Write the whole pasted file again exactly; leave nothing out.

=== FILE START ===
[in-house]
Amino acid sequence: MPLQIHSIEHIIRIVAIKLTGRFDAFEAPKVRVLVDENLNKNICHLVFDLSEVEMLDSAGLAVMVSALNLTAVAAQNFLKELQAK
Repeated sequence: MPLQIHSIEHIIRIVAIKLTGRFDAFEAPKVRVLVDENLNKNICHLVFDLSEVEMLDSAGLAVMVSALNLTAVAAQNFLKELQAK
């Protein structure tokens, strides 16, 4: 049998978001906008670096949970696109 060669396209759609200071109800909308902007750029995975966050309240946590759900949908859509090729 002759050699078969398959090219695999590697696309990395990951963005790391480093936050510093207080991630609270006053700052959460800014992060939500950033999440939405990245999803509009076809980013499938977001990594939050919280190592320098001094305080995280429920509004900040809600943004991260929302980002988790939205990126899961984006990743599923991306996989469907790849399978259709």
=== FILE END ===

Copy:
[in-house]
Amino acid sequence: MPLQIHSIEHIIRIVAIKLTGRFDAFEAPKVRVLVDENLNKNICHLVFDLSEVEMLDSAGLAVMVSALNLTAVAAQNFLKELQAK
Repeated sequence: MPLQIHSIEHIIRIVAIKLTGRFDAFEAPKVRVLVDENLNKNICHLVFDLSEVEMLDSAGLAVMVSALNLTAVAAQNFLKELQAK
């Protein structure tokens, strides 16, 4: 049998978001906008670096949970696109 060669396209759609200071109800909308902007750029995975966050309240946590759900949908859509090729 002759050699078969398959090219695999590697696309990395990951963005790391480093936050510093207080991630609270006053700052959460800014992060939500950033999440939405990245999803509009076809980013499938977001990594939050919280190592320098001094305080995280429920509004900040809600943004991260929302980002988790939205990126899961984006990743599923991306996989469907790849399978259709």